Mr. Bolton and his deputy at the time, Mira Ricardel, were pressing for new ways to confront Iran militarily.

The Sept. 6 mortar attack in Baghdad generated little news coverage. The city’s Green Zone has been a frequent target for insurgents since the U.S. invasion in 2003. A Shiite militia group aligned with Iran eventually claimed responsibility for the attack.

Two days later, amid anti-Iranian protests in the southern Iraqi city of Basra, unknown militants fired three rockets that hit relatively close to the U.S. consulate, but caused no serious damage.

No one claimed responsibility for the second attack, but White House officials decided they needed to send a clear message to Iran.

Alongside the requests in regards to Iran, the NSC asked the Pentagon to provide the White House with options to respond with strikes in Iraq and Syria as well, people familiar with the talks said.

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Report: Americans Are Now More Likely To Die Of An Opioid Overdose Than On The Road – Ian Stewart January 14, 2019 12:01 AM ET


Used syringes are discarded at a needle exchange clinic in Vermont in 2014. Americans’ odds of dying from an opioid overdose have risen in recent years.
Spencer Platt/Getty Images

For the first time in U.S. history, a leading cause of deaths, vehicle crashes, has been surpassed in likelihood by opioid overdoses, according to a new report on preventable deaths from the National Safety Council.

Americans now have a 1 in 96 chance of dying from an opioid overdose, according to the council’s analysis of 2017 data on accidental death. The probability of dying in a motor vehicle crash is 1 in 103.

“The nation’s opioid crisis is fueling the Council’s grim probabilities, and that crisis is worsening with an influx of illicit fentanyl,” the council said in a statement released Monday.

Fentanyl is now the drug most often responsible for drug overdose deaths, the Centers for Disease Control and Prevention reported in December. And that may only be a partial view of the problem: Opioid-related overdoses have also beenunder-counted by as much as 35 percent, according to a study published last year in the journal Addiction.

The council has recommended tackling the epidemic by increasing pain management training for opioid prescribers, making the potentially-lifesaving drug naloxone more widely available and expanding access to addiction treatment.

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HOW MISDEMEANORS TURN INNOCENT PEOPLE INTO CRIMINALS – Jordan Smith January 13 2019, 6:30 a.m.


Image: EyeEm/Getty Images

GAIL ATWATER AND her two young children were driving home from soccer practice in March 1997 when they realized that a rubber bat that was usually affixed to the window of their pickup truck was missing. It was a favorite toy of Atwater’s 3-year-old, Mac, so the trio turned around, retracing their route to see if they could find it.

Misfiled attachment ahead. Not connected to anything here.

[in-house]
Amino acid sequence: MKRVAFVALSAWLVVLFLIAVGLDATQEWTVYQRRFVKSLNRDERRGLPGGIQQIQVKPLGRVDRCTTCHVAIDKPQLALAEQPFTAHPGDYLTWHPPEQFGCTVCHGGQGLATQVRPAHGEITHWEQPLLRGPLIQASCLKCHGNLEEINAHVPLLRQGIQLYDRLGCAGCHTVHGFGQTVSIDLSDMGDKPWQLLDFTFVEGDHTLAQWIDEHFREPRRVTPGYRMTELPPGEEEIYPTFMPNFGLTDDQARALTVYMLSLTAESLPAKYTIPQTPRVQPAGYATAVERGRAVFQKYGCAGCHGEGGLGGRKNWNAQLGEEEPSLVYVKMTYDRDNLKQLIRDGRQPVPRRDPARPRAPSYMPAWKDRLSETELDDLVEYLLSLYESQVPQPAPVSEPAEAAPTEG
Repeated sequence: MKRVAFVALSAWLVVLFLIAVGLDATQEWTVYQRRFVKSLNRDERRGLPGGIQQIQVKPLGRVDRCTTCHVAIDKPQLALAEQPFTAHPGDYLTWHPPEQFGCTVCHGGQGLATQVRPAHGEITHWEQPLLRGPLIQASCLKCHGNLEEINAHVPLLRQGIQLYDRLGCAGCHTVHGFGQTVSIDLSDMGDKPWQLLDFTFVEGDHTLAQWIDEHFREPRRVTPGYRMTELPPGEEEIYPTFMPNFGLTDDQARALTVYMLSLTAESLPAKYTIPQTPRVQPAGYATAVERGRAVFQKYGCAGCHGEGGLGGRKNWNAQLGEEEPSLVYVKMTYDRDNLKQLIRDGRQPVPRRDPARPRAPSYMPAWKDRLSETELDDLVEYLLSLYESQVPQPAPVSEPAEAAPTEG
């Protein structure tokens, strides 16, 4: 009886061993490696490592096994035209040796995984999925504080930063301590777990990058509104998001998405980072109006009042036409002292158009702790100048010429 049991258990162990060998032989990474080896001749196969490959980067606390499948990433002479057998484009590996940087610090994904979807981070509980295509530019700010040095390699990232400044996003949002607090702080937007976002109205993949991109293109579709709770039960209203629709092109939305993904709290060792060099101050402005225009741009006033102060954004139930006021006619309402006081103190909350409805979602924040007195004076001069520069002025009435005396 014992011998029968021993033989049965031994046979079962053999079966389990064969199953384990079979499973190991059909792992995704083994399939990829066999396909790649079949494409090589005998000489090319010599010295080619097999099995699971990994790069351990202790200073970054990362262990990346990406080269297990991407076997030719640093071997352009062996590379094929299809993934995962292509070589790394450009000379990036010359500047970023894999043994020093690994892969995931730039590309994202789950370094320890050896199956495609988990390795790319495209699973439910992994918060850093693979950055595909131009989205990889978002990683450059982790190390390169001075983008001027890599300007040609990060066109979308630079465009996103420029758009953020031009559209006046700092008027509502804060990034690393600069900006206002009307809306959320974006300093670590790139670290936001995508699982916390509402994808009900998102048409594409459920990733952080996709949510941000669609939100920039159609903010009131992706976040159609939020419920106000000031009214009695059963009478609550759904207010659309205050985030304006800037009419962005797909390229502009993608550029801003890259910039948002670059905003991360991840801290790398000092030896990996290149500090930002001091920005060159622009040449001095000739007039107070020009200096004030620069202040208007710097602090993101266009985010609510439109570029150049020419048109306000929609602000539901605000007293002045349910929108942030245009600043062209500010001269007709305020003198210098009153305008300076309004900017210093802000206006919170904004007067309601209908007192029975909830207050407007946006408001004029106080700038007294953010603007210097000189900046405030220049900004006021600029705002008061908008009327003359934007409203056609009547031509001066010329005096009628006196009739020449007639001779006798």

Atwater slowed to a speed of roughly 15 miles per hour as she cruised through Lago Vista, the lakeside bedroom community just northwest of Austin, Texas. And although state law required passengers in the front seat of a truck to wear a seatbelt, Atwater told her kids they could unbuckle themselves so they could look outside for the toy. There was no one else on the road, and she was driving very slowly.

Then, she saw the police car. She knew she was likely to be pulled over, which she found reasonable, she later told the New York Times. Under state law, driving without a seatbelt was punishable by ticket and carried a $50 fine.

But when Lago Vista police officer Barton Turek got to her driver side window, he jabbed his finger at her and began yelling. She asked him to lower his voice because he was scaring her children. He told her that she was going to jail.

He cuffed her and put her in the back of his squad car. (A neighbor who had heard about the disturbance out on the street came and took the children home before Atwater was carted off.) Atwater was booked into jail and then later released on $310 bond. She ultimately pleaded no contest to the seatbelt violation and was fined $50. And she paid an additional $110 to get back her truck, which had been towed.

Atwater was incensed by the arrest. Under state law, the seatbelt violation was a fine-only misdemeanor offense, meaning it was not punishable by jail time. Yet she’d been taken to jail for the violation. Atwater sued the city, claiming Turek had violated her constitutional protection against unlawful seizure. The case went all the way to the U.S. Supreme Court, and in 2001, Atwater lost.